2. Kitchen and Bath Hardware

One of the simplest upgrades that can be performed is the installation of new hardware such as towel racks, cabinet handles, toilet paper dispensers, and other wall-mounted hardware. Several aesthetically pleasing designs are available for a range of prices. If you are handy, this is a true do-it-yourself project.

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Posted by: Guest Contributor on October 4th, 2012 under Guest Bloggers, Home Improvement

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The Most Powerful and Low-Cost Method for Selling a Home Fast

A clean, organized home does more to sell your home compared to any other low-cost selling strategy. This is according to a 2011 survey conducted here at HomeGain, which questioned over 600 real estate agents across the U.S. and found 99 percent of them recommend thoroughly cleaning and decluttering the home before putting it up for sale. It also showed a return on investment (ROI) of 586-percent simply by cleaning and decluttering.

These survey results make sense. Would you buy a home that was cluttered and messy? The answer is probably a defiant “No!” First impressions are critical when selling a home, so it’s extremely important to make your home look its best during an open house or showing.

Decluttering

The first step is to declutter the home. In most cases, the more stuff you get rid of, the better. A minimalist approach will appeal to the highest percentage of potential buyers.

So, start by clearing out obvious trash, junk and boxes filled with stored items. Either temporarily store these items in a storage unit or family member’s home, or trash the items if it’s something you never use or need.

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Posted by: Guest Contributor on September 24th, 2012 under Guest Bloggers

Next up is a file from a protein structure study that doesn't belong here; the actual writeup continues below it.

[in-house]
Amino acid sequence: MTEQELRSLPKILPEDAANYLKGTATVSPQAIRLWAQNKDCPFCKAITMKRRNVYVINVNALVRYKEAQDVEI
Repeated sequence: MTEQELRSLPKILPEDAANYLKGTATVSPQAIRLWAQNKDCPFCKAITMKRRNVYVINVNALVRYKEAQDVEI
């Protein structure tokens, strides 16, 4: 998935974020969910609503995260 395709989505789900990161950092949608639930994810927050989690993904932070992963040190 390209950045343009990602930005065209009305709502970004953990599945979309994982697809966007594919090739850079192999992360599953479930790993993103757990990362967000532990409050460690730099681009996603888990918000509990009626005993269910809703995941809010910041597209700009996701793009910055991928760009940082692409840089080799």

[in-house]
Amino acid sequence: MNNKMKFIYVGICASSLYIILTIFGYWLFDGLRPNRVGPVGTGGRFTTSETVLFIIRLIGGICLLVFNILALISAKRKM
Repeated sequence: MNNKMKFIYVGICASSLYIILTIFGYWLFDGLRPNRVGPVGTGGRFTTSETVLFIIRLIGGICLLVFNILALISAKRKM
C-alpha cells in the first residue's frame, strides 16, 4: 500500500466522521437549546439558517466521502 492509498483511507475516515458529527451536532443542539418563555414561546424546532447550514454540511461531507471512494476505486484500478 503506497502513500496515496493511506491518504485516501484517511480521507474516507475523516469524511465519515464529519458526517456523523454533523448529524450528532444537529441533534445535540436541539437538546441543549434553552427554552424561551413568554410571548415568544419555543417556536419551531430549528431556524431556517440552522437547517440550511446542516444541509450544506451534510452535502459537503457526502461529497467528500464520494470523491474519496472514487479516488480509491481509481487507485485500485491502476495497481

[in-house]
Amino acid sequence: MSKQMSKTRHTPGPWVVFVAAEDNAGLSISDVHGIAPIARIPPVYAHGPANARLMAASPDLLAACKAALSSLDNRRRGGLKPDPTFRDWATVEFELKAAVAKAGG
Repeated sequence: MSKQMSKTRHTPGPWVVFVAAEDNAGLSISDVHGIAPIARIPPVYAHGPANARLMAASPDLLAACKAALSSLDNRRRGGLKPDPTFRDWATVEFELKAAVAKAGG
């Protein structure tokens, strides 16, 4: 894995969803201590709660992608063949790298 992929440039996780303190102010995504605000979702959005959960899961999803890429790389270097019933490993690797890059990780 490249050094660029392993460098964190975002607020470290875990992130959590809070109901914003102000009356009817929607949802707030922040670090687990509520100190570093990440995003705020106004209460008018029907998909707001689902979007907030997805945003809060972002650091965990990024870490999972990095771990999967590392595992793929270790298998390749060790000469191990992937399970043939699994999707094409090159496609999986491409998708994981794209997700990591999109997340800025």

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Guerrilla House Buying: Taking Different Routes to Home Ownership

Some rays of positive light are beginning to shine on the American housing industry. The US Department of Commerce has recently reported that home sales are beginning to move up
from depressing lows to a point where a full-scale recovery may soon be developing. That is wonderful news but there still are some bumps along the way. Homeowners are holding onto
their property longer and a number of buyers are stuck with serious credit problems, making it very difficult to obtain conventional mortgage loans from financial institutions. Yet, it is very possible for a prospective buyer who has poor credit ratings to purchase a house. It just means that guerrilla house buying tactics may need to be used. This isn’t as threatening as it sounds. Guerrilla house buying simply means that the road less traveled is used and strategies that are a bit unconventional are considered (this assumes that a standard home mortgage from a bank is conventional means).

Family is a potential source of financing for even the purchase itself. It is largely accepted that an increased down payment translates to more favorable mortgage terms (lower interest rates, etc). In some instances, this can make for the difference between affordable and cost-prohibitive financing. In this scenario, a buyer agrees with a family member on a loan large enough to provide a sizable down payment. In most occurrences, the terms of a family loan comprises a minimal interest rate; in others, the arrangement may consist of repayment of principle only. Utilizing a (now) larger down payment, it is possible for the buyer to arrange a path to home ownership that creatively slashes costly interest rates (and other associated expenses).

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Posted by: Guest Contributor on September 20th, 2012 under Guest Bloggers

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How to Prepare Your Home for Fall and Winter Pests

As the autumn and winter seasons draw nearer, people’s thoughts begin turning to pest control. When it gets cold outside, insects, rodents, and other unpleasant or unsanitary beasts want to come into your home, where it’s warm and there’s plenty of food. Their presence is more than just an irritation or an eyesore. It’s also a health issue. Most common household pests spread disease through their excrement and cause severe allergies with their dander or shed skin. Some others, such as termites, are capable of devouring your home from the inside out and making it uninhabitable. Therefore, it’s of the utmost importance to discourage pests before they can become a problem. Here are some tips for preparing your home for fall and winter pests: